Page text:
APPEAL FROM THE UNITED STATES DISTRICT COURT FOR THE WESTERN DISTRICT OF PENNSYLVANIA (D.C. Civil No. 80-0188 sur Bankruptcy No. 77-0090)
Before Gibbons and Weis, Circuit Judges and Whipple*fn*, District Judge.
A subcontractor on an apartment building project and the trustee in bankruptcy for the owner each claim the right to undisbursed construction mortgage funds in the hands of a bank. Discerning no contract between the subcontractor and the bank or the owner, the district court entered judgment for the trustee. We conclude that, under Pennsylvania law, the subcontractor is entitled to recover on third party beneficiary, equitable assignment, or unjust enrichment theories and accordingly reverse.
Gebco Investment Corporation entered into an agreement with its wholly owned subsidiary, Lion Development and Construction Corporation, to build an apartment house near Pittsburgh, Pennsylvania. Financing for the project was provided by Equibank, which loaned $85,000 secured by a mortgage executed in February 1974. To satisfy one condition of the loan, Gebco and Lion agreed that no liens would be filed by any subcontractors. Pursuant to Pennsylvania law, this no-lien contract was duly recorded in the Prothonotary's Office of Allegheny County, Pennsylvania.
As part of the transaction with Equibank, Gebco signed a construction loan agreement providing that the bank would advance monies in stages as the building progressed. According to the payment schedule incorporated in the agreement, Gebco and Lion would certify monthly the work completed and costs incurred. The bank would then advance 90% of the requested amount, reserving the right to hold the remainder in escrow to satisfy any outstanding indebtedness associated with the construction. The agreement contained a provision reciting, "Lender will ... lend ... the sum of $85,000.00 to be used only for the payment of labor and material costs in the construction of the Improvements...." The following paragraph of the agreement states, "All monies borrowed or advanced ... will be applied entirely and exclusively for the payment of the labor and materials used in the construction...." The contract documents also required that before disbursement of the final installment, Gebco was to produce "(properly) executed Release of Liens evidencing payment for all labor done and materials delivered in connection with the proposed Improvements." The bank was given the option of advancing the sums directly to subcontractors.
Construction began on the following month and in April 1975 the appellant, Monroeville Electric Co., Inc.,*fn1 began performance of its subcontract to install the electrical equipment in the building. During the autumn of that year, various subcontractors, including Monroeville Electric, encountered delays in payment and were referred by Gebco to the bank. Although bank officials did not guarantee payment of the subcontractors' bills, they stated that sums adequate to compensate the subcontractors were being held and would be disbursed when the project was completed. Even though no independent agreements were undertaken by the bank, the subcontractors returned and completed their work.
Apparently in November 1975, after Equibank had advanced a total of $59,580, the bank held Gebco in default.*fn2 Nevertheless, it was after that date that some of the subcontractors continued to work on the apartment building. Invoking the terms of the construction loan agreement, the bank refused to advance further funds to Gebco, and retained $25,420.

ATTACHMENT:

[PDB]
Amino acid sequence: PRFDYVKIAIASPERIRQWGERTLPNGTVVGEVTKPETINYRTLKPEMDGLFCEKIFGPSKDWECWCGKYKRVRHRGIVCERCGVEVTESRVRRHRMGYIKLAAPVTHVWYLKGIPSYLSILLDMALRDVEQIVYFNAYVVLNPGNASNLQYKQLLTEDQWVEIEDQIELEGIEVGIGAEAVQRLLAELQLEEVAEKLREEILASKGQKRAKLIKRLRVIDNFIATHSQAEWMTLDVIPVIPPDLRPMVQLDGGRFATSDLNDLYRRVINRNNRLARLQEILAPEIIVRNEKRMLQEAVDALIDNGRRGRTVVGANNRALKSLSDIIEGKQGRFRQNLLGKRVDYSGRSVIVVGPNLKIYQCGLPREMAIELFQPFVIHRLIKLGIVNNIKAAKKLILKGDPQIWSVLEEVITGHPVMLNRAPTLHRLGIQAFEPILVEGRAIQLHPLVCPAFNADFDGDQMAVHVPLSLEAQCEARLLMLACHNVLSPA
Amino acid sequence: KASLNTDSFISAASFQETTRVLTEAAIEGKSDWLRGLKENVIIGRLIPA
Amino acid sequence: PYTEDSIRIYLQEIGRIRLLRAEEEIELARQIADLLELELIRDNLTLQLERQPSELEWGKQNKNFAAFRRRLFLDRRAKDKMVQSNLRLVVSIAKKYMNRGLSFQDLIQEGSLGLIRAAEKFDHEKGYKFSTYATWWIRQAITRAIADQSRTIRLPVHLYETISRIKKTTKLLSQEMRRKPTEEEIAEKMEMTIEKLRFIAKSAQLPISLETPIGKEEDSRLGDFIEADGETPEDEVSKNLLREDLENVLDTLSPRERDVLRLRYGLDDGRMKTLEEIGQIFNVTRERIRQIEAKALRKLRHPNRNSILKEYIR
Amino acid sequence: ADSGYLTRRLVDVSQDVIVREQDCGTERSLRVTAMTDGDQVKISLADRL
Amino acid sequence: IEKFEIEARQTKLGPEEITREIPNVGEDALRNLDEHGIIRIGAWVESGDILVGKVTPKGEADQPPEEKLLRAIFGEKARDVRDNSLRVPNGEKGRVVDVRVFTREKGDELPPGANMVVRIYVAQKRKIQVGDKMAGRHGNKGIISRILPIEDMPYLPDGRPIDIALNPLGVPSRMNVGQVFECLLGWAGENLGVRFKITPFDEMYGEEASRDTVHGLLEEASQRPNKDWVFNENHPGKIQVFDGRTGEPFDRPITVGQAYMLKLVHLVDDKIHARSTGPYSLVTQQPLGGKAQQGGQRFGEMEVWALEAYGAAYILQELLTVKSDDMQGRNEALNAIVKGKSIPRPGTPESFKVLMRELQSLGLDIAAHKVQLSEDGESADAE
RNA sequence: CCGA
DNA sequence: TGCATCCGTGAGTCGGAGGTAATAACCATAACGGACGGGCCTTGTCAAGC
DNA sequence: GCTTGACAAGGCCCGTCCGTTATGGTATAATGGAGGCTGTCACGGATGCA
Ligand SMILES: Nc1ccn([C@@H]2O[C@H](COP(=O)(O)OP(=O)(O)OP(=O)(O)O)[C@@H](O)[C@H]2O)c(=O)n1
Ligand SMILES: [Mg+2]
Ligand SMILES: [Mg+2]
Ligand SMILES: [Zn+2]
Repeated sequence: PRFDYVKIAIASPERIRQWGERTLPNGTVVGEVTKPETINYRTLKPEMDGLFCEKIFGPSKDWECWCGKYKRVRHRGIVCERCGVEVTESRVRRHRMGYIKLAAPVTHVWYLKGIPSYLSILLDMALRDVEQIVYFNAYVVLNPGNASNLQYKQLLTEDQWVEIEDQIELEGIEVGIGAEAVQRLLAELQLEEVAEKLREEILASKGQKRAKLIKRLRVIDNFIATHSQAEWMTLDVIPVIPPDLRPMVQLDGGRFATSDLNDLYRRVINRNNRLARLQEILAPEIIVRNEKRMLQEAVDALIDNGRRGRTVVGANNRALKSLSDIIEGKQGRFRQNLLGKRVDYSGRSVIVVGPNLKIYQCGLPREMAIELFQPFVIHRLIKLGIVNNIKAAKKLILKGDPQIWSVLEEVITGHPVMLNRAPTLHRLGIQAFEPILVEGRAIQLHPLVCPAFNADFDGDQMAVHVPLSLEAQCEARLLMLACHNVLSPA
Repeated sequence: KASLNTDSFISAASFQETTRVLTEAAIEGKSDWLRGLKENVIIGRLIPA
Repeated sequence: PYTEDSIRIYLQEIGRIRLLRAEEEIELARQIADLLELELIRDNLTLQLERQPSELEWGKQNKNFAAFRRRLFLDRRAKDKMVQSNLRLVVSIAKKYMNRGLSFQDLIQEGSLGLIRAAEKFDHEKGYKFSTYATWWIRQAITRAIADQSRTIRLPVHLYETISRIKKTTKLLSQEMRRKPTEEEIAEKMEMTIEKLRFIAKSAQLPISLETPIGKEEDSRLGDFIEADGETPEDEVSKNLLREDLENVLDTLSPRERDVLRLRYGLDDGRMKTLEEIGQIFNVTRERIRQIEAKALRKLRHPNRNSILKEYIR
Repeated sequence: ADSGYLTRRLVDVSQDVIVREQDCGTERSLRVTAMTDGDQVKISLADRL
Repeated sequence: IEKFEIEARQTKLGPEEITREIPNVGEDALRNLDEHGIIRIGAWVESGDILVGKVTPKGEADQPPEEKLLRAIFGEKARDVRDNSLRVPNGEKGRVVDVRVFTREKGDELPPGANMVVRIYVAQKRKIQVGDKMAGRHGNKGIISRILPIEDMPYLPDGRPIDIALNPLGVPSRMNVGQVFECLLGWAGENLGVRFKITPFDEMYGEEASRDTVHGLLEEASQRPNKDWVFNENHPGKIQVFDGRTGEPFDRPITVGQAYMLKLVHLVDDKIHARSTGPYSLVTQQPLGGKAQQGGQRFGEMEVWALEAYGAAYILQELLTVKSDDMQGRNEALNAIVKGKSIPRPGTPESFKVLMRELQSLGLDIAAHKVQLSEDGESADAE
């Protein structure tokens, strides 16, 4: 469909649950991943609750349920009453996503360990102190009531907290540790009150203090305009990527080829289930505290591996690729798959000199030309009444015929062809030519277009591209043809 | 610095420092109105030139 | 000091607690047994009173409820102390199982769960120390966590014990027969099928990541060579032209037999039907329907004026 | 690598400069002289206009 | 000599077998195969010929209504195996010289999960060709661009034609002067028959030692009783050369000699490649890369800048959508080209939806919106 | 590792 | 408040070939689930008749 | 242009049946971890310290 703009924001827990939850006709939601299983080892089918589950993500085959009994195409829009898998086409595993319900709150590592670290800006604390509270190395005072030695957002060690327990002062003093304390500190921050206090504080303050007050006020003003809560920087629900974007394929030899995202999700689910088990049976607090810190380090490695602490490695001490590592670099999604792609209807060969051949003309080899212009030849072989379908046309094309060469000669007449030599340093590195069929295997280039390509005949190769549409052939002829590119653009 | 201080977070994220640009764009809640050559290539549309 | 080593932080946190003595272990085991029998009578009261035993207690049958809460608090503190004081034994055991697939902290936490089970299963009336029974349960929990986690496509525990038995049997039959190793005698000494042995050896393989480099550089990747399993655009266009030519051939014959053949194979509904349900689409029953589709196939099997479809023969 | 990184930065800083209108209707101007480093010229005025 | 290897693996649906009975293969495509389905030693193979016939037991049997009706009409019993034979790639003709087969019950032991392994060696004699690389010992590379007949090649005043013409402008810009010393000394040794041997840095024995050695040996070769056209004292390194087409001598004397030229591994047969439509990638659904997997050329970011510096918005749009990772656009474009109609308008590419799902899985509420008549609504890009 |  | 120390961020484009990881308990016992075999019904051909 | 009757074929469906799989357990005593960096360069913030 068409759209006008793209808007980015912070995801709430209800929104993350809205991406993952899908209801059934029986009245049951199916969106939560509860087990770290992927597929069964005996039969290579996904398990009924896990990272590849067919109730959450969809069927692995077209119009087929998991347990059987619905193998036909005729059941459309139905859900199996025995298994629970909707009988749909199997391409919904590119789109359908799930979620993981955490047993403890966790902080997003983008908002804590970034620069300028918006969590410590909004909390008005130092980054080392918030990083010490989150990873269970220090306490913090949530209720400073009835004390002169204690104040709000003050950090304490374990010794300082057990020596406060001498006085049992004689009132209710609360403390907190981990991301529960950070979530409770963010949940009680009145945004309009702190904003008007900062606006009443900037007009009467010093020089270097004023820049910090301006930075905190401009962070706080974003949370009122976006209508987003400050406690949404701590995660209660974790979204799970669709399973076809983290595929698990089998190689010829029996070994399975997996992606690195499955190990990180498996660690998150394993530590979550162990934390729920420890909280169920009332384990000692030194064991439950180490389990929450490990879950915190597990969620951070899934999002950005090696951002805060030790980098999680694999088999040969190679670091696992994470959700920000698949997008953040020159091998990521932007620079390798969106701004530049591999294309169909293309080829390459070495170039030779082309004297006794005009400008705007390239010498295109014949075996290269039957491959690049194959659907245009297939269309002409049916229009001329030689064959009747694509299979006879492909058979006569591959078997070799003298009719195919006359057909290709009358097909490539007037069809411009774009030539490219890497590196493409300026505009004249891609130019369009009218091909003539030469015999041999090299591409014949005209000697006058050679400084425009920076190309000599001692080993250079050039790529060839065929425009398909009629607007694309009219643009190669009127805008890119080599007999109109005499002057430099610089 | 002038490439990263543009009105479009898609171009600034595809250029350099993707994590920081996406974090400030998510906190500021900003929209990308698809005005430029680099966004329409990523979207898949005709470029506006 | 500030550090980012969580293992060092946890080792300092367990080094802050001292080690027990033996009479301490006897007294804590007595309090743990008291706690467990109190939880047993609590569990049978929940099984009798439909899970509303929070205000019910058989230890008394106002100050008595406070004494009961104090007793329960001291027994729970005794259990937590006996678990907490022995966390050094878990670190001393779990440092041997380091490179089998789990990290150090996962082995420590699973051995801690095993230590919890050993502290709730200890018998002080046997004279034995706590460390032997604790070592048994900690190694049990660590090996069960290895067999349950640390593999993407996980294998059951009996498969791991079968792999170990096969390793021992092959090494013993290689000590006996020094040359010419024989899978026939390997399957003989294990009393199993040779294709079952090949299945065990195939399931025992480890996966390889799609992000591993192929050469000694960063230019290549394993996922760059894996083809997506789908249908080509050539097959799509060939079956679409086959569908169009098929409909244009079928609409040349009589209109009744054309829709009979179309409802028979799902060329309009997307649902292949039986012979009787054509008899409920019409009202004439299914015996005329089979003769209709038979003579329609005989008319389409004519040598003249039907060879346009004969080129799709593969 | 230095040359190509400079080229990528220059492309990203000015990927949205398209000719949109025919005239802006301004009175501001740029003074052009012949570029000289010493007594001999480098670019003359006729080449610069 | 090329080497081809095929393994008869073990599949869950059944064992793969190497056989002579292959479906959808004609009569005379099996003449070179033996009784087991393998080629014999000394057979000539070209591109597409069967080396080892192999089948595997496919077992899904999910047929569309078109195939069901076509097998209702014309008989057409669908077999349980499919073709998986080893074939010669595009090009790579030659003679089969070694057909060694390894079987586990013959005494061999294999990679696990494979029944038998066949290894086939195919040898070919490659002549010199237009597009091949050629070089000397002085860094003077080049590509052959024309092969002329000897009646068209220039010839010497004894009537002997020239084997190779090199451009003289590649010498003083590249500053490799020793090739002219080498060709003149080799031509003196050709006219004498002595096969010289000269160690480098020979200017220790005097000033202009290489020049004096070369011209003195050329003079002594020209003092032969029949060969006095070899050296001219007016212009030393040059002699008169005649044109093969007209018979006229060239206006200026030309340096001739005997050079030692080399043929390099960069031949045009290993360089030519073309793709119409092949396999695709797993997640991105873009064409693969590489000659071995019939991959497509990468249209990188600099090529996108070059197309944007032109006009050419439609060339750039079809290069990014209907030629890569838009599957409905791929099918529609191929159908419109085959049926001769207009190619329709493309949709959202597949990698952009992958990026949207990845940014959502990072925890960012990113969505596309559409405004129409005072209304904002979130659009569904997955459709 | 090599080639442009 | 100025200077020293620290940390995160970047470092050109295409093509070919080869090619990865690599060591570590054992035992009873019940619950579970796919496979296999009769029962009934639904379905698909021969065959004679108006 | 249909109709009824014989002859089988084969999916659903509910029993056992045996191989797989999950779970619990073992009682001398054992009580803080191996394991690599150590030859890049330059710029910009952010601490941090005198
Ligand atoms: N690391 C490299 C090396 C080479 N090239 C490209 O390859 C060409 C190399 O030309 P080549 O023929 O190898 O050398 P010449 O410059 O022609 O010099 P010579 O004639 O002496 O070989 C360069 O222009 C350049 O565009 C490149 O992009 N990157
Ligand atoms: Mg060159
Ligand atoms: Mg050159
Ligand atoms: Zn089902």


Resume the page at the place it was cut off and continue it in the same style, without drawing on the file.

In February 1977 Gebco filed a Chapter X petition for reorganization, and in September of that year, pursuant to an order of the bankruptcy court, the trustee sold the completed apartment building for $120,000. The mortgage was paid in full, and in the following month the trustee brought suit against the bank to recover the $25,420 of undisbursed funds. The bank disclaimed any interest in the money and invoked Bankruptcy Rule 719*fn3 to join a number of subcontractors, including Monroeville Electric, as parties to the litigation.
The bankruptcy judge held that under § 70(a) of the Bankruptcy Act, 11 U.S.C. § 110 (1976), the trustee succeeded to Gebco's right under the construction loan agreement to collect sums due from the escrow fund held by the bank. The judge concluded that the subcontractors' claims failed because Equibank had no legal obligation under the terms of the loan agreement to pay the money to the subcontractors. Although the agreement gave Equibank the right to protect the security position of its mortgage by paying subcontractors directly, the bank had not exercised its prerogative. Nor did Equibank enter into separate agreements with the subcontractors or induce them to complete their work. The bank, therefore, was directed to turn over the money to the trustee.
The subcontractors appealed the decision to the district court, which affirmed without opinion. Only one subcontractor, Monroeville Electric, has appealed to this court.
It is important at the outset to clarify the positions of the parties to this litigation. Equibank concedes that it is not entitled to the money but is merely a stakeholder. The dispute, then, is between the trustee, standing in the shoes of the owner Gebco, and the subcontractor. When asserting a right of action against another in circumstances such as those present in this case, the trustee has no greater rights than the bankrupt had. Mutual Life Trust Insurance Co. v. Wemyss, 309 F. Supp. 1221, 1231 (D.Me.1970); 4A Collier on Bankruptcy P 70.28, at 385 (14th ed. 1978). Furthermore, "any defense, legal ...